For the past two years, two undergraduate chemistry majors, Autumn Burns and Melissa Pease, and I have participated in student-faculty collaborative research focused on the development of solid materials called heterogeneous catalysts. The overarching goals of my research program are to develop new catalysts for removing sulfur and nitrogen impurities from fossil fuels, and to understand the fundamental surface chemistry involved in these processes. On the applied side, we hope to make the industrial processes used to remove sulfur and nitrogen impurities more efficient and effective by developing better catalysts. On the fundamental side, the detailed study of the rearrangement of atoms that takes place on the surface of a catalyst provides important insights into how surfaces participate in chemical reactions.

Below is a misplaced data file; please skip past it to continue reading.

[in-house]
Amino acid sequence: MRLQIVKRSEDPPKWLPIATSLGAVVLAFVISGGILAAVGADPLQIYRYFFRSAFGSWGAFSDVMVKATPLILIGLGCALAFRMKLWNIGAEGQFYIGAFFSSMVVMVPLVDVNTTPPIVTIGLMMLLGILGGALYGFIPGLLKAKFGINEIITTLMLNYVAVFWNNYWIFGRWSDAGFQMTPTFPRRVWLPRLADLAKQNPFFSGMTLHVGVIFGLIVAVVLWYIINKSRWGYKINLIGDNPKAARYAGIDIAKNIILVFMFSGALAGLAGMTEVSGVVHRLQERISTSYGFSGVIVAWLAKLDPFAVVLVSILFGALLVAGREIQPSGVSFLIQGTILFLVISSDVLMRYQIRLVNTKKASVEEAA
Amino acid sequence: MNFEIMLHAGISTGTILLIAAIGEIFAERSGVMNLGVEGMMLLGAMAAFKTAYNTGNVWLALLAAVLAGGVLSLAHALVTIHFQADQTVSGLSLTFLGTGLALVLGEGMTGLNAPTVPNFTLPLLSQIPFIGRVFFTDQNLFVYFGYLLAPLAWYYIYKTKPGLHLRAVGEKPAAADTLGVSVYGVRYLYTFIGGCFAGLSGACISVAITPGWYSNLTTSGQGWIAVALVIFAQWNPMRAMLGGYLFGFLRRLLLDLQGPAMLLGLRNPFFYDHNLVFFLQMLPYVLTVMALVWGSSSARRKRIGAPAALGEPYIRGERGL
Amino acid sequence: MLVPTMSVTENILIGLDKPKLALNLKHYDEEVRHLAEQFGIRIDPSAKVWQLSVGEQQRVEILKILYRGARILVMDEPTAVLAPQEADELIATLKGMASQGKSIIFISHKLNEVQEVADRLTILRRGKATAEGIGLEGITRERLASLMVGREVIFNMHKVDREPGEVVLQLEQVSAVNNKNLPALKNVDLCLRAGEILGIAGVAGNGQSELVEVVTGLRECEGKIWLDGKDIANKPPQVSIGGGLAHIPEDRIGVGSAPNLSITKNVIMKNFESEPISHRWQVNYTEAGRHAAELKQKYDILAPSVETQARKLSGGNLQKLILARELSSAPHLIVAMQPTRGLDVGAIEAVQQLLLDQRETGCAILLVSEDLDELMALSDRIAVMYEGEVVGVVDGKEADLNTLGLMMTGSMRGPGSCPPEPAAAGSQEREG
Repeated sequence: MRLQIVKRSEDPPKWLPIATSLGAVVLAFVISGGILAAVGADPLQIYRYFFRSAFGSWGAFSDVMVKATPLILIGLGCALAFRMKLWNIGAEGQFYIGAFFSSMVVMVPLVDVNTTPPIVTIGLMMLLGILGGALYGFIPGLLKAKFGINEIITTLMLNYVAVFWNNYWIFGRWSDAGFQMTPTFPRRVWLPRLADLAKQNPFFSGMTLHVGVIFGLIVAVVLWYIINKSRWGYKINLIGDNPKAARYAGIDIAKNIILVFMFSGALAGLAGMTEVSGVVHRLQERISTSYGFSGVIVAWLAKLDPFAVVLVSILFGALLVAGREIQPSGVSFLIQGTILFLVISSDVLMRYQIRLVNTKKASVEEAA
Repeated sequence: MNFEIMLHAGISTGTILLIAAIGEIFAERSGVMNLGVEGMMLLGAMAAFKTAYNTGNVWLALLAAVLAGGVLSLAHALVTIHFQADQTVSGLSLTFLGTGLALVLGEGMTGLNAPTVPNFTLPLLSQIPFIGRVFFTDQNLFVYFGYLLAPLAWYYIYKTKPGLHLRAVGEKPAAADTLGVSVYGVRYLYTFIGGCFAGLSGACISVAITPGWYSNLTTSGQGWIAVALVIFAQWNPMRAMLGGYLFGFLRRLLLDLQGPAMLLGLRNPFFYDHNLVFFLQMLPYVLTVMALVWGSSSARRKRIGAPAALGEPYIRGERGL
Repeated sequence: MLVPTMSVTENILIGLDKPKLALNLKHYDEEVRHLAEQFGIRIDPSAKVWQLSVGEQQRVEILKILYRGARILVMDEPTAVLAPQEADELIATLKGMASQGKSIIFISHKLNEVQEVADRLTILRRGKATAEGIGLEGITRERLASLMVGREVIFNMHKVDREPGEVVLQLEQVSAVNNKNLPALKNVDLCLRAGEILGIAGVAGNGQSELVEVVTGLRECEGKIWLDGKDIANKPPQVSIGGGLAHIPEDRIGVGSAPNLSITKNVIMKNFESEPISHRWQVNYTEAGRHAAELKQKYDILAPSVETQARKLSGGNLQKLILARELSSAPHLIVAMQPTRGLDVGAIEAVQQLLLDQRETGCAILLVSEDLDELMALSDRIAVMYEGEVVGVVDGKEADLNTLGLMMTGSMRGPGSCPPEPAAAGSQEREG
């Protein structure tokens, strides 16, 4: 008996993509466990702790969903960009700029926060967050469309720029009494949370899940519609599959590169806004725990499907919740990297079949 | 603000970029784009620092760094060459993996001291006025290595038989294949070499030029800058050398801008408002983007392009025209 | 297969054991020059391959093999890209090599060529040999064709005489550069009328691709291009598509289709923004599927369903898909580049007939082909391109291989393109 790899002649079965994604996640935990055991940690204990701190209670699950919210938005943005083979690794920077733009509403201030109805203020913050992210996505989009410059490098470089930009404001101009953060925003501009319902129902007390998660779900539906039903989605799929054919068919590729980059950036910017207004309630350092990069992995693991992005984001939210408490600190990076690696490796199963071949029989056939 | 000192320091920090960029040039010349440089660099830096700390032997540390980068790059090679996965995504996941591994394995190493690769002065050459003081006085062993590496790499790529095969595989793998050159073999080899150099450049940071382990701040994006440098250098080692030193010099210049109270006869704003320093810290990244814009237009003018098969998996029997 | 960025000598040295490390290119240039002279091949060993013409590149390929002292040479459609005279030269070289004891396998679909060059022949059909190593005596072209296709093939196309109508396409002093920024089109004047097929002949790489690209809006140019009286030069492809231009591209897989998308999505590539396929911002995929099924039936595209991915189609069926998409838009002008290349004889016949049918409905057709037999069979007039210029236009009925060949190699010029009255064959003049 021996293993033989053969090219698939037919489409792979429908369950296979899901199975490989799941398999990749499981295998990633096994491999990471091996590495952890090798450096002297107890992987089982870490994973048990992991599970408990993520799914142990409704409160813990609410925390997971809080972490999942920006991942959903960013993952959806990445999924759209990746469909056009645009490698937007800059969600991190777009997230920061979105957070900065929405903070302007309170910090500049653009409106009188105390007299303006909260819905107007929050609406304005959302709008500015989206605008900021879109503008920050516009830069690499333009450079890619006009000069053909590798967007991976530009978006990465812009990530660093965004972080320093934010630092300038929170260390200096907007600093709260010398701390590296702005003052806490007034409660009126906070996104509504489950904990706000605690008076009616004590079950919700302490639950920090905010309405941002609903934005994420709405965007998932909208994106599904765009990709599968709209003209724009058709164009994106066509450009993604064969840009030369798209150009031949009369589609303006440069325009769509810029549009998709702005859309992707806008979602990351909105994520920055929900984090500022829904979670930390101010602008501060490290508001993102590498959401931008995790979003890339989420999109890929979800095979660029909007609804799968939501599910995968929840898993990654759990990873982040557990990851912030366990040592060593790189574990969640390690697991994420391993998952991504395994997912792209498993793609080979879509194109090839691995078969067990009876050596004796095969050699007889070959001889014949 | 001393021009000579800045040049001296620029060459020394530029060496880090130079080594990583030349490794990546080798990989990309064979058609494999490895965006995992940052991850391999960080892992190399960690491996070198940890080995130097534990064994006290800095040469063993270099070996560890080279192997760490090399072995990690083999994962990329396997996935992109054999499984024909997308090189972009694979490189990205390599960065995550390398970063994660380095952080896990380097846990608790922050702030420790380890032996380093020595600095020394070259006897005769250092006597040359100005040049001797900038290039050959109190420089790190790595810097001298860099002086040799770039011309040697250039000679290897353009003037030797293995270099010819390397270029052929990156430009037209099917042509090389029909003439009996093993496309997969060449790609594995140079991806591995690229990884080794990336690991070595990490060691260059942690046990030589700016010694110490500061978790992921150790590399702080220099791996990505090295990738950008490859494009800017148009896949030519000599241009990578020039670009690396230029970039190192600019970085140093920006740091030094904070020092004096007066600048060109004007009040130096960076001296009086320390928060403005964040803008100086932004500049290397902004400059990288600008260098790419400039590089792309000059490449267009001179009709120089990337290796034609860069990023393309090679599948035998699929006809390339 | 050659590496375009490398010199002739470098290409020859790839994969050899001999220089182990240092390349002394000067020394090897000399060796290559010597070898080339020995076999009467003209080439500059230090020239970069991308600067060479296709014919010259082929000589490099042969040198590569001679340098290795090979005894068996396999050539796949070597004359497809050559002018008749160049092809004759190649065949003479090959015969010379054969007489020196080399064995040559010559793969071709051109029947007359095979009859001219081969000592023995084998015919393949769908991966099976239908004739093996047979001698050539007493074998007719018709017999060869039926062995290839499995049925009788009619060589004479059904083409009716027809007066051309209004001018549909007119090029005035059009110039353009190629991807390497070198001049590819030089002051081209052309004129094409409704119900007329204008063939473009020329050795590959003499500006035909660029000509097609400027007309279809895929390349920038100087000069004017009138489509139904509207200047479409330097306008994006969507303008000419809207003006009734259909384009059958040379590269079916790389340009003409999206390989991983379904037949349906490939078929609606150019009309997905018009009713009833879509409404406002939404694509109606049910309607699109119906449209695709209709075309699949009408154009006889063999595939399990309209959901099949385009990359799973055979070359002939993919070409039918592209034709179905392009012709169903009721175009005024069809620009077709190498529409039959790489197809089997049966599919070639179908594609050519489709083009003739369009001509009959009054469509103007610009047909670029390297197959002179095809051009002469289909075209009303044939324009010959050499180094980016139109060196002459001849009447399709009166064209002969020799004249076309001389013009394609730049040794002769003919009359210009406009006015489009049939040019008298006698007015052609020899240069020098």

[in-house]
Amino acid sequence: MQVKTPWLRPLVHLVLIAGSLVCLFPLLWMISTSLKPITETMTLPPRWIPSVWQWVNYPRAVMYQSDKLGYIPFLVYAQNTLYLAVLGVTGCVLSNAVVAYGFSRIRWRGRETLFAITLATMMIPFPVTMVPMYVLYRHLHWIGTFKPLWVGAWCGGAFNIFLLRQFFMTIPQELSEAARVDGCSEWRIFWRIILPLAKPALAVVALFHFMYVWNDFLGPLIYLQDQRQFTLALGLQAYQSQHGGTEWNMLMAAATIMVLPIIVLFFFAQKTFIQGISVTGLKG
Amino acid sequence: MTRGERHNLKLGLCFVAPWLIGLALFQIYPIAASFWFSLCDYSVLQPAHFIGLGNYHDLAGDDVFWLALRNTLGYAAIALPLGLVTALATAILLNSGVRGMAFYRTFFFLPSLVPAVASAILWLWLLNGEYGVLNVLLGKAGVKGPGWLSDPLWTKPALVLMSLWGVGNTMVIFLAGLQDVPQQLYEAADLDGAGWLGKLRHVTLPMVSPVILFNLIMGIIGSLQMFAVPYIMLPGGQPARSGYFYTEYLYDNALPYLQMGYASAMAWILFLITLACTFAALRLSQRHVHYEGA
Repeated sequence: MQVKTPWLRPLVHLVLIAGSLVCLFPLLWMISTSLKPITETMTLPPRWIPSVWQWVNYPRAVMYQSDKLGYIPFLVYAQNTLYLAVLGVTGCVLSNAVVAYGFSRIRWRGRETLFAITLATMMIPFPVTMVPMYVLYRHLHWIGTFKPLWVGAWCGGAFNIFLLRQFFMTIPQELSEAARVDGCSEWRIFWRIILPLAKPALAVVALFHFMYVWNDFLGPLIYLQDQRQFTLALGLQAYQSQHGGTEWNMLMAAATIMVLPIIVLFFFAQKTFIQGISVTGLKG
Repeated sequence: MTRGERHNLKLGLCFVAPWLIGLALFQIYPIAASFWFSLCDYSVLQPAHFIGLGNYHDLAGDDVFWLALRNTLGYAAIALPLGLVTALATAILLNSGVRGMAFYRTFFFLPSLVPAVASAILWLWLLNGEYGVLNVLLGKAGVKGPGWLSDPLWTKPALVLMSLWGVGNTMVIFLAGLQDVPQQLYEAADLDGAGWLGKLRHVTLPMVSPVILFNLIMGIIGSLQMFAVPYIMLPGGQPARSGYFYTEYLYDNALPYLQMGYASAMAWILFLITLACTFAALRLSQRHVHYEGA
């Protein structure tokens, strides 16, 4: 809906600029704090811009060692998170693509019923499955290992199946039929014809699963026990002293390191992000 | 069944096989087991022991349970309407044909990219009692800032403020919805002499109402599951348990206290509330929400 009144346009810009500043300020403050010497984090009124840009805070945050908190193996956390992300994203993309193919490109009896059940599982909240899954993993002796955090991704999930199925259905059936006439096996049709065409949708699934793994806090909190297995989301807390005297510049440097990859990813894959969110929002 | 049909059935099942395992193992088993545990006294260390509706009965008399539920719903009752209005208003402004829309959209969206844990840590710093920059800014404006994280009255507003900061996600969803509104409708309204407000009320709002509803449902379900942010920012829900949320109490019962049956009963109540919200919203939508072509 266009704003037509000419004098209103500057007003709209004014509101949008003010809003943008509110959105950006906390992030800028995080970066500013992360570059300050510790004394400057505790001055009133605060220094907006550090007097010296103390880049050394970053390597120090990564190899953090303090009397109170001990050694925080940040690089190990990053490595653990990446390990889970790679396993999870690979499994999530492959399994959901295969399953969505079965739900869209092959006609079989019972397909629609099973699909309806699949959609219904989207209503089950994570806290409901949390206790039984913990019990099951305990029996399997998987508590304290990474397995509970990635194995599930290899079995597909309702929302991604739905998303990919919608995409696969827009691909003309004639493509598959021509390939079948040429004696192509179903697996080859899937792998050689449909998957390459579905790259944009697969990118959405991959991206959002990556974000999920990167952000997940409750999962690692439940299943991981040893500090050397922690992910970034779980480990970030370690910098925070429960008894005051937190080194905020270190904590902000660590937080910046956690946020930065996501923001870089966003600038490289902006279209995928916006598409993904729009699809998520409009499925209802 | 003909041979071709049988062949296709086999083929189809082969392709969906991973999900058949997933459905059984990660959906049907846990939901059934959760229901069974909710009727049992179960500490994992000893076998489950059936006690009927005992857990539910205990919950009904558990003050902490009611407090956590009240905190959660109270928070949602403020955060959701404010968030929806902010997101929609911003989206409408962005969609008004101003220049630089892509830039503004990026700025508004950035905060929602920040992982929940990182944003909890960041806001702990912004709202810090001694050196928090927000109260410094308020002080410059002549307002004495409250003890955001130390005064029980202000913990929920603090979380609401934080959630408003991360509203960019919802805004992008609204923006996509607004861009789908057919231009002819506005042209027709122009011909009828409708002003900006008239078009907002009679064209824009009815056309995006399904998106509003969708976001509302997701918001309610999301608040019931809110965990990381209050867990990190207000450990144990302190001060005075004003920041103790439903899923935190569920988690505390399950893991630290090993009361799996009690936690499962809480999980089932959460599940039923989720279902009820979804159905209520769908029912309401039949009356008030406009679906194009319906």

The specific goals of Autumn and Melissa's research are to synthesize selected catalysts in a new class of materials—oxide-supported metal phosphides, to characterize these catalytic materials with a variety of chemical techniques, and to evaluate their effectiveness for removing sulfur impurities from a model organosulfur compound called thiophene. Autumn's target catalysts are a series of cobalt phosphide and cobalt-nickel phosphide materials, while Melissa has focused on a series of ruthenium phosphide catalysts. When Autumn and Melissa first joined the research group, I met with them frequently to provide them with background information on my research program and specific details concerning their projects. At this time I introduced them to the chemical literature in our area of study and helped them to decipher the concepts and technical details encountered in the articles they read. I also paired Autumn and Melissa with experienced students who introduced them to the day-to-day operation of the research laboratory, including safety precautions and hazardous waste disposal procedures. This form of peer mentoring is very helpful as there is a lot to learn before students can work independently on a project and I am not always available to help. When Autumn and Melissa became comfortable working in the laboratory, their initial independent work focused on reproducing experimental results from the literature, or from the research of a previous student in my group. Reproducing the work of others provides a strong boost to a student's confidence, helping them to realize that they have the necessary skills to begin independent, high quality experimentation. It also indicates to me that the students are beginning to perform research at a level of expertise where their results are reliable and can withstand the scrutiny of peer review if they are eventually included in a manuscript submitted to a scientific journal.